The atomic bomb that the United States dropped on the Japanese city of Hiroshima in July 1945 released the energy of roughly 15 kilotons of TNT. There are 1,000 kilotons in a megaton, so the high end of the Tonga volcano estimate is equivalent to about 1,200 Hiroshima bombs.

Garvin is part of a team of researchers who have been monitoring the Tonga volcano closely since 2015, when its activity pushed new land above the Pacific waves and joined two small pre-existing islands known as Hunga Tonga and Hunga Ha'apai.

The recent eruptions enlarged that newly created island, at least initially.

"By early January, our data showed the island had expanded by about 60% compared to before the December activity started," Garvin said. "The whole island had been completely covered by a tenth of [a] cubic kilometer [0.02 cubic miles] of new ash. All of this was pretty normal, expected behavior, and very exciting to our team."

The recently formed Tonga island of at Hunga Tonga-Hunga Ha'apai was destroyed by powerful volcanic eruptions in mid-January 2022, leaving two small remnants separated by the sea.

The recently formed Tongan island of Hunga Tonga-Hunga Ha'apai was destroyed by powerful volcanic eruptions in mid-January 2022, leaving two small remnants separated by the sea. (Image credit: NASA Earth Observatory image by Joshua Stevens, using elevation data courtesy of Dan Slayback/NASA/GSFC)

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The mid-January eruptions undid this island-building work, however, blasting away the recently created land and leaving small, separated remnants of Hunga Tonga and Hunga Ha'apai. Such activity provides more data for Garvin and other researchers to analyze, to help them better understand volcanoes here on Earth and on other worlds as well.

"Small volcanic islands, freshly made, evolving rapidly, are windows [into] the role of surface waters on Mars and how they may have affected similar small volcanic landforms," Garvin said. "We actually see fields of similar-looking features on Mars in several regions."

Related:

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Adapt 2030 / Jan 24, 2022

 

Ocean

The Living Force
Breaking News: Wolf Volcano Erupts on Ecuador's Isabela Island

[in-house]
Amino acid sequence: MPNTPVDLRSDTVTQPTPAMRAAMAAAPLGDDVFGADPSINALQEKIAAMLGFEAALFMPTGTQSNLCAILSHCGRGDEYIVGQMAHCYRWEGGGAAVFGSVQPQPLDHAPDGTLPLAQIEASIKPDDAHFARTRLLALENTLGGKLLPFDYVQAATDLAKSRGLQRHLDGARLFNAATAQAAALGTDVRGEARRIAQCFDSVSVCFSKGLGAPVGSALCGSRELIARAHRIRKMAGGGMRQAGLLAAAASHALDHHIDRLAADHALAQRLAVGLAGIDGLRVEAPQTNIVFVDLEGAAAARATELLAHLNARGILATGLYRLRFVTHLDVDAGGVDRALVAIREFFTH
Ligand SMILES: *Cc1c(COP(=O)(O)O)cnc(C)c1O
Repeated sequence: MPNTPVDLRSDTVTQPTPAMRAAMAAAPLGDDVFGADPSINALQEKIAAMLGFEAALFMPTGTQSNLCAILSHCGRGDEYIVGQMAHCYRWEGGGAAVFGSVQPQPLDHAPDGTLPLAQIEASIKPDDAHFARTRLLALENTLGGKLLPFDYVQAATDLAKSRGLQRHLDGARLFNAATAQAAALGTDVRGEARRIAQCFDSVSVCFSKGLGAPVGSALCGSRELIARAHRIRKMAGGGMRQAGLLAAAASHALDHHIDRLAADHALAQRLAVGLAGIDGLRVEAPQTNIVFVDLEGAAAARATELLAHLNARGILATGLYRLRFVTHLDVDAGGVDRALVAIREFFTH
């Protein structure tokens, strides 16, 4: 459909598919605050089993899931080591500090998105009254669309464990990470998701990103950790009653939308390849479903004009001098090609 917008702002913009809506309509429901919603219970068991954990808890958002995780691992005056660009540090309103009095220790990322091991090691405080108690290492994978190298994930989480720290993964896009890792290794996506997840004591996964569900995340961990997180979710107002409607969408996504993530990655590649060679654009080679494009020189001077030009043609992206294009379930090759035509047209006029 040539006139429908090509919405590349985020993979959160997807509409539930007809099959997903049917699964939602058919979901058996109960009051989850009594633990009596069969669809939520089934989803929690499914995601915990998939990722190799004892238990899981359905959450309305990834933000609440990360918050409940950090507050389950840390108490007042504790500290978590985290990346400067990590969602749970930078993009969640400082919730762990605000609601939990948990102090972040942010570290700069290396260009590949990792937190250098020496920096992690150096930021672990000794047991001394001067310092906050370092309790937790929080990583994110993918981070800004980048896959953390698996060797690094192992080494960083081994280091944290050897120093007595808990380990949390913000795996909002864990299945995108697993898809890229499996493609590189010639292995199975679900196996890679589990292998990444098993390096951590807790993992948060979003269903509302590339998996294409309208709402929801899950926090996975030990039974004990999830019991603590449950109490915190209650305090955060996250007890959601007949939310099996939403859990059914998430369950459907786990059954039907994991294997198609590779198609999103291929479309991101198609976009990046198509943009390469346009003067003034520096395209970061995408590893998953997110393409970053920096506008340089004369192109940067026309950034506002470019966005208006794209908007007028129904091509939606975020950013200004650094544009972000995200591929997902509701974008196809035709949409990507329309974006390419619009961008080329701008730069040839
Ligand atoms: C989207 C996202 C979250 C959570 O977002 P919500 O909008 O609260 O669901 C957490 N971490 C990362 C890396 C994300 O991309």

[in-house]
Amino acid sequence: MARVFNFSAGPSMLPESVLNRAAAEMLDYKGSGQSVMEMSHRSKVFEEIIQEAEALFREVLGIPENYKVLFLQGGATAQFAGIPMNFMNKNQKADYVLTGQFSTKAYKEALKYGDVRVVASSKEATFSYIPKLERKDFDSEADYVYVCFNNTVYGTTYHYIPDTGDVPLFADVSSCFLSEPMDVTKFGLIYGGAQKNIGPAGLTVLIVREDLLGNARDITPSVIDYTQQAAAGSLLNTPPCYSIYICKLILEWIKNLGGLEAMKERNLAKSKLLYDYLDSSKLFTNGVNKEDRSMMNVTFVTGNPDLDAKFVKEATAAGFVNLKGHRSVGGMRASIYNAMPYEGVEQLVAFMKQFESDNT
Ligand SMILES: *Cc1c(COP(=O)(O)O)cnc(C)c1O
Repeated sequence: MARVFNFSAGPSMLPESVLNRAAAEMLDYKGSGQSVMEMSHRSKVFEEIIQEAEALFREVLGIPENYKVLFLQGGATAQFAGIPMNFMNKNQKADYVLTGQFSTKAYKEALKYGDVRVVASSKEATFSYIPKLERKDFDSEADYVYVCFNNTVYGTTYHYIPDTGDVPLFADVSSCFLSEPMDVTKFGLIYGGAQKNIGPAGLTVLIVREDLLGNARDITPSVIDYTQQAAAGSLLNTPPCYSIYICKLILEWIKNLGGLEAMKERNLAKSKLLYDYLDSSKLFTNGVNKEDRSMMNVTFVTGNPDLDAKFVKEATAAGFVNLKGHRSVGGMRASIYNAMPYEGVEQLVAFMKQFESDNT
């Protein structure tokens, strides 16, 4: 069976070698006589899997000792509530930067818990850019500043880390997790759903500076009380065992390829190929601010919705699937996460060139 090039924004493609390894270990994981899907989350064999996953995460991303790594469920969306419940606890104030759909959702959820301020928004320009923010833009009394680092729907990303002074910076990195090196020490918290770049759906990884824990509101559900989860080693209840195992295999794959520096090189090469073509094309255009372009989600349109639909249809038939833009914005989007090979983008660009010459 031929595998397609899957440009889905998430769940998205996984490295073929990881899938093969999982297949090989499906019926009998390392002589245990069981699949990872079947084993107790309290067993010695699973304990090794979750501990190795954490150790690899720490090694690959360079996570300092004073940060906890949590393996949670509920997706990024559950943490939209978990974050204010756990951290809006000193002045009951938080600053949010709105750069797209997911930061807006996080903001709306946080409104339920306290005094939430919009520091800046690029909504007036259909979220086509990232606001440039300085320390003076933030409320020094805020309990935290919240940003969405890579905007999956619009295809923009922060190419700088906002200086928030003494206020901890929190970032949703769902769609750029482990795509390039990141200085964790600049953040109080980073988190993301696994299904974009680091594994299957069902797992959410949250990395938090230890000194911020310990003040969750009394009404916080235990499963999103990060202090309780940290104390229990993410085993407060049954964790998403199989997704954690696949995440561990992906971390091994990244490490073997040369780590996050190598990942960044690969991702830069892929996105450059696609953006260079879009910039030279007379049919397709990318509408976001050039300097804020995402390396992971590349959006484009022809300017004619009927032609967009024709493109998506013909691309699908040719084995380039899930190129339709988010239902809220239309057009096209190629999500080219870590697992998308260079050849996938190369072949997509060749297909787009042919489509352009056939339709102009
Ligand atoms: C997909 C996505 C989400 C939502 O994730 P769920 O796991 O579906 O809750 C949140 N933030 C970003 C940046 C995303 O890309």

The tallest mountain in the Galapagos Islands has erupted, spewing lava down its flanks and clouds of ash over the Pacific Ocean, according to Ecuador's Geophysical Institute. The effusive eruption of the volcano continues. A cloud of gas and ash from Wolf Volcano rose to 3800 metres above sea level following the eruption that began shortly before midnight on Wednesday local time. After seven years of relative inactivity, the volcano back erupts. Lava flowing from the volcano has covered about 15 kilometres and is moving through the path of past eruptions.



 

treesparrow

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Breaking News: Wolf Volcano Erupts on Ecuador's Isabela Island



The tallest mountain in the Galapagos Islands has erupted, spewing lava down its flanks and clouds of ash over the Pacific Ocean, according to Ecuador's Geophysical Institute. The effusive eruption of the volcano continues. A cloud of gas and ash from Wolf Volcano rose to 3800 metres above sea level following the eruption that began shortly before midnight on Wednesday local time. After seven years of relative inactivity, the volcano back erupts. Lava flowing from the volcano has covered about 15 kilometres and is moving through the path of past eruptions.




Fwiw, this seems be the event around the 7th of January rather than more recently, see:

 
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XPan

The Living Force
Fwiw, this seems be the event around the 7th of January rather than more recently, see:


Wolf Volcano - lava flow receding

Indeed, it appears that the volcanic activity at the Wolf Volcano on the Galapagos islands is winding down. The first mentioning of Wolf Volcano was back on 7 Jan 2022 at Vulkane.net (🇩🇪), and the last note came from 24 Jan 2022, writing following:

Wolf: Lava flow receding
24 Jan 2022

Country: Ecuador | Coordinates: 0.032, -91.332 | Eruption: fissure eruption

Ecuador's Wolf volcano continues to erupt, but overshadowed by the Tonga Eruption reports. It is remarkable that two such large eruptions are occurring simultaneously on Pacific island volcanoes. However, both eruptions have different characteristics and are not coupled with each other. MIROVA again detected very high thermal radiation emanating from Wolf yesterday: it had a power of 6760 MW. Although the radiation is high, it halved compared to my last report last week. In a recent sentinel photo, you can see between the clouds that the lava flow has become much shorter and has retreated from the coastal area. Activity is limited to the area around the eruption fissure.

translated from German to English with DeepL
 

Mariama

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Thanks to this thread (and thank you for all these contributions!) I started following VolcanoDiscovery on Twitter. They published this today:

For more information about the Kilauea see this 2018 article: